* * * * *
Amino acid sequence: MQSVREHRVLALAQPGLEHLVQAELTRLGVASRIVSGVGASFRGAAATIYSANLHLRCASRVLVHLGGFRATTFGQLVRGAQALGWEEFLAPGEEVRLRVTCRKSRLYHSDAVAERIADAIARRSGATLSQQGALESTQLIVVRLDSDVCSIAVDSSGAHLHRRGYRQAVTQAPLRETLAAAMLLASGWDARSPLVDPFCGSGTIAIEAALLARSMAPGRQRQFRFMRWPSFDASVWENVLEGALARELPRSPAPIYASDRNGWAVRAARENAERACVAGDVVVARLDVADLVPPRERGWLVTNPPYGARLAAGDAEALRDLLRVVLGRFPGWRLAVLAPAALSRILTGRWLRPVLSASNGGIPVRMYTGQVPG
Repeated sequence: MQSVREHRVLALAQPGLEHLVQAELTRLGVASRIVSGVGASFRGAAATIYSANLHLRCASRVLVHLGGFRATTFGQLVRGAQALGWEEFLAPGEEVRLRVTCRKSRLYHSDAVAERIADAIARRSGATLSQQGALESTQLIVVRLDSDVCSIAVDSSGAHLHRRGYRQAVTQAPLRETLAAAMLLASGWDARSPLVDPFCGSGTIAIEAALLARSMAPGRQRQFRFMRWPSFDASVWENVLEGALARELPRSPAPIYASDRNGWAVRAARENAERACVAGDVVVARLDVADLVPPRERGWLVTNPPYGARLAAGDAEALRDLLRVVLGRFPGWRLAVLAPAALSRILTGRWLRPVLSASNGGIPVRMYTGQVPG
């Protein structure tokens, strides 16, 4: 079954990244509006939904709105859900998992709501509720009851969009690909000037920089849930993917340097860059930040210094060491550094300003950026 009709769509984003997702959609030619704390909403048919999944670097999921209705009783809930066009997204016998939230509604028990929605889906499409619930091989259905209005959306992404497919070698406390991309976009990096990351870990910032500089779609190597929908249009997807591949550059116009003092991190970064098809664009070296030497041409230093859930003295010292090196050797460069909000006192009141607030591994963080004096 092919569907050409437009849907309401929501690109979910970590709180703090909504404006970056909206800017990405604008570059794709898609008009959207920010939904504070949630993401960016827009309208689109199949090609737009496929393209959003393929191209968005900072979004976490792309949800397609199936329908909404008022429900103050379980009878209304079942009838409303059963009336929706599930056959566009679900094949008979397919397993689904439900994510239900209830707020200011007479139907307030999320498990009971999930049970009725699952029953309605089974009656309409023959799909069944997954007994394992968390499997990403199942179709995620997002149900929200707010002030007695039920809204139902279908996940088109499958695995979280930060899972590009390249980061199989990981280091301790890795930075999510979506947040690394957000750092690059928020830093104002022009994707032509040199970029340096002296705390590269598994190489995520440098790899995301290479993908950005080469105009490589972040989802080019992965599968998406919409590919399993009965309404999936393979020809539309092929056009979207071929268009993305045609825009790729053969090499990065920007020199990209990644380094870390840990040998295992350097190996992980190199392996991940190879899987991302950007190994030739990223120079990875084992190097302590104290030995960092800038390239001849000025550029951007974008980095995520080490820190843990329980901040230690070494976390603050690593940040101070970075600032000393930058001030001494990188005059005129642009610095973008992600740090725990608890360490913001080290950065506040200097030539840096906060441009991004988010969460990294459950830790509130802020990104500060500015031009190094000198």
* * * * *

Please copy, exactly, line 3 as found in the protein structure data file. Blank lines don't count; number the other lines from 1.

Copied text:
């Protein structure tokens, strides 16, 4: 079954990244509006939904709105859900998992709501509720009851969009690909000037920089849930993917340097860059930040210094060491550094300003950026 009709769509984003997702959609030619704390909403048919999944670097999921209705009783809930066009997204016998939230509604028990929605889906499409619930091989259905209005959306992404497919070698406390991309976009990096990351870990910032500089779609190597929908249009997807591949550059116009003092991190970064098809664009070296030497041409230093859930003295010292090196050797460069909000006192009141607030591994963080004096 092919569907050409437009849907309401929501690109979910970590709180703090909504404006970056909206800017990405604008570059794709898609008009959207920010939904504070949630993401960016827009309208689109199949090609737009496929393209959003393929191209968005900072979004976490792309949800397609199936329908909404008022429900103050379980009878209304079942009838409303059963009336929706599930056959566009679900094949008979397919397993689904439900994510239900209830707020200011007479139907307030999320498990009971999930049970009725699952029953309605089974009656309409023959799909069944997954007994394992968390499997990403199942179709995620997002149900929200707010002030007695039920809204139902279908996940088109499958695995979280930060899972590009390249980061199989990981280091301790890795930075999510979506947040690394957000750092690059928020830093104002022009994707032509040199970029340096002296705390590269598994190489995520440098790899995301290479993908950005080469105009490589972040989802080019992965599968998406919409590919399993009965309404999936393979020809539309092929056009979207071929268009993305045609825009790729053969090499990065920007020199990209990644380094870390840990040998295992350097190996992980190199392996991940190879899987991302950007190994030739990223120079990875084992190097302590104290030995960092800038390239001849000025550029951007974008980095995520080490820190843990329980901040230690070494976390603050690593940040101070970075600032000393930058001030001494990188005059005129642009610095973008992600740090725990608890360490913001080290950065506040200097030539840096906060441009991004988010969460990294459950830790509130802020990104500060500015031009190094000198």